Welcome to Egypt, friends.
Hearken to the warnings of those who focus on the Breath of Life that intertwines us all. And if you think they are doom-besotted radicals, listen to the Pharaoh's own advisers.
Time to bethink ourselves What should we be doing?
Should we be introducing prayers for the earth into every service in all our synagogues and churches, all our mosques and temples?
[For example, our synagogues could focus attention on the 2d paragraph of the Sh'ma and its eco-teaching, rather than dropping it out entirely or mumbling thru it, as we often do.]
Should we be radically reducing our own households' use of fossil fuels? Is it "kosher" to drive an SUV?
[What would happen if our rabbis said in sermons that an SUV is no more kosher than a ham sandwich, and a lot more destructive to the earth & humankind? Would people storm out or change?]
Or should our next car be a fuel-saving hybrid?
Should we be replacing the thick-headed, hard-hearted, pharaonic politicians who will not turn to mass transit and encourage bike paths and apply fuel-efficiency standards to Detroit's chariots?
[Do our tikkun-olam committees take these issues to heart, organize letter-writing campaigns about them and vigils for amtrak??]
Should our congregations be teaching eco-truth to our teens and adults, as an integrated part of religious studies?
[What adult-education courses on eco-Judaism are being given in our own synagogues?]
Does this century of human and planetary history need to be different from every other century?
[What matzah, what bitter herb, are we introducing into our lives to remind us that this century IS different from all other centuries?]
I hope many of us will draw on this or other approaches to talk with rabbis and congregational committee chairs, to write letters to the editor Jewish and general about what needs to be done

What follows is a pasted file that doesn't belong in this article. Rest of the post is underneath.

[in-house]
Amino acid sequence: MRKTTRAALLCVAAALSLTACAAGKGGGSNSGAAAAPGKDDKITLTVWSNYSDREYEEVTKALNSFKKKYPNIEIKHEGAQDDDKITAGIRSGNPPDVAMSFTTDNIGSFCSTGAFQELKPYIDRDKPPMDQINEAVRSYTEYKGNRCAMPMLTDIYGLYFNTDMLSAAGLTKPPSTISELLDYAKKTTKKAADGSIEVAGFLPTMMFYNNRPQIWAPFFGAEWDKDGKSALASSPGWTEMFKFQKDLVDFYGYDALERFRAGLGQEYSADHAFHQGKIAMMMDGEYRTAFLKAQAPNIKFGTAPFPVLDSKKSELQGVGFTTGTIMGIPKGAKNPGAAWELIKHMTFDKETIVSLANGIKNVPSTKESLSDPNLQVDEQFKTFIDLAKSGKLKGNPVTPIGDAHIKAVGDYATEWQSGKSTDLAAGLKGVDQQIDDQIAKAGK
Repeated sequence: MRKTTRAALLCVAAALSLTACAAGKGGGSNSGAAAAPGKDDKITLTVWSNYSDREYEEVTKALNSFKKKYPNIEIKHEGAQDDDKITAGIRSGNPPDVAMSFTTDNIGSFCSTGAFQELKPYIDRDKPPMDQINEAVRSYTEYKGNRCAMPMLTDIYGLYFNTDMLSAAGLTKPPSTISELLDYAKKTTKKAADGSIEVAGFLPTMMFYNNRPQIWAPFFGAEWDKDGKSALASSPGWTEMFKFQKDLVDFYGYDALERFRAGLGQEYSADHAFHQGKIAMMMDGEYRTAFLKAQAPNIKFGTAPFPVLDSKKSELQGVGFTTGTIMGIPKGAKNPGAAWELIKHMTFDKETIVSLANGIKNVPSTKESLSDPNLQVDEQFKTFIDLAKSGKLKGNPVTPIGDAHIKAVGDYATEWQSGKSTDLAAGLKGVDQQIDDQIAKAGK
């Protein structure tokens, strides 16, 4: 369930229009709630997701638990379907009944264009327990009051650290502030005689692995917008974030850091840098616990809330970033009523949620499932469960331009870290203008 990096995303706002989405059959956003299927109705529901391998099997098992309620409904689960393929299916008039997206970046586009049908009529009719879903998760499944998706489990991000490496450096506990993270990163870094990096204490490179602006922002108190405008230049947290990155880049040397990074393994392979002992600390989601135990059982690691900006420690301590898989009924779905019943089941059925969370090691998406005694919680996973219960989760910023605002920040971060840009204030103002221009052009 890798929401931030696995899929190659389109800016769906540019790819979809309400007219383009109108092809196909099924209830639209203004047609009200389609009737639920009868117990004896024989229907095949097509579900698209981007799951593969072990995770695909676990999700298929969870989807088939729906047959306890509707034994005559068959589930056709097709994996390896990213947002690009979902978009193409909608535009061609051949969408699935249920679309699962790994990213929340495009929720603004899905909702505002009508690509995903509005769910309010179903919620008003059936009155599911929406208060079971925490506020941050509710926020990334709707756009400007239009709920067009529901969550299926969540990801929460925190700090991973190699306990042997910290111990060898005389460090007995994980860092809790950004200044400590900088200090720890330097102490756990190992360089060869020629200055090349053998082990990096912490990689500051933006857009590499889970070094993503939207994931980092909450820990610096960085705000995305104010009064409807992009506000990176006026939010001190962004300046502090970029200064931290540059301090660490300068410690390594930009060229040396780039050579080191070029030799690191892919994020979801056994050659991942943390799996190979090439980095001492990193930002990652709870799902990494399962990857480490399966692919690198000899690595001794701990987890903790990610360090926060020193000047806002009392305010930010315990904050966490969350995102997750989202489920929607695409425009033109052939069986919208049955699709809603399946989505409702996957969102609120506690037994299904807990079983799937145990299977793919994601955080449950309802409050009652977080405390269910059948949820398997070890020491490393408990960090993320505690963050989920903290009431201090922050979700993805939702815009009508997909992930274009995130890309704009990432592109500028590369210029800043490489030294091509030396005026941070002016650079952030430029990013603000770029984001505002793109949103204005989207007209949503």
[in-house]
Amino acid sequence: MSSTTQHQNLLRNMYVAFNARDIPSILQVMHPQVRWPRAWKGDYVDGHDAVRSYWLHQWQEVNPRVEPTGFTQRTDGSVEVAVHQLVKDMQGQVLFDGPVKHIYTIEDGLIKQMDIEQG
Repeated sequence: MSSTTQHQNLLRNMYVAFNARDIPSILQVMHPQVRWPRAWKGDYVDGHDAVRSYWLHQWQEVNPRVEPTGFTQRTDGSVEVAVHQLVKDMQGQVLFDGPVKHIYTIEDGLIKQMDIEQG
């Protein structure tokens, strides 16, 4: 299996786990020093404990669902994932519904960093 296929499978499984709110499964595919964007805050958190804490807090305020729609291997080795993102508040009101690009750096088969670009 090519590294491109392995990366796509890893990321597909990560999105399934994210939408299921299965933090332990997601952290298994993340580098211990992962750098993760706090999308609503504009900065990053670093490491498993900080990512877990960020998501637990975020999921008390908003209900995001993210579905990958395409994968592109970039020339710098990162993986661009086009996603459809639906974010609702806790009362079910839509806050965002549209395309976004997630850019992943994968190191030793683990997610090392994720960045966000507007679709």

ranging from supporting mass transit,
to getting rid of SUV's,
to supporting the Friends of the Earth campaign for an International Right to Know Act, requiring global corporations to report in detail the impact of their operations on the earth,
to supporting organizations like The Shalom Center and COEJL in their/our efforts to raise these issues.
In particular, I think we need to look beyond only the specific issues of policy to the question of DECISION-MAKING POWER. Until we recognize the "Pharaoh's Alliance" made up of governments like the Bush Administration, institutions like the World Bank and WTO, and global corporations like Big Oil, and until we invent ways to control that kind of power, we will always be losing ground to them. Losing Earth to them.
That is why I mention the International Right to Know Act sponsored by Friends of the Earth, which would at least force global corporations to reveal what they are doing to the Earth, as domestic ones must. See www.irtk.org/what_is_irtk.html.
NY Times ABSTRACT:
Bush administration in stark shift sends climate report to UN detailing specific and far-reaching effects it says global warming will inflict on American environment; US Climate Action Report 2002 for first time blames mostly human actions for recent global warming, singling out burning of fossil fuels as main culprit causing buildup of heat-trapping greenhouse gases in atmosphere; recommends adapting to inevitable changes but fails to propose any major shift in administration's policy on greenhouse gases, such as making rapid reductions to limit warming; concludes that no matter what is done to cut emissions in future, nothing can be done about environmental consequences of several decades' worth of carbon dioxide and other heat-trapping gases already in atmosphere; predictions present sharp contrast to previous statements on climate change by administration, which has always spoken in generalities and emphasized need for much more research to resolve scientific questions; findings of report discussed; photos (M)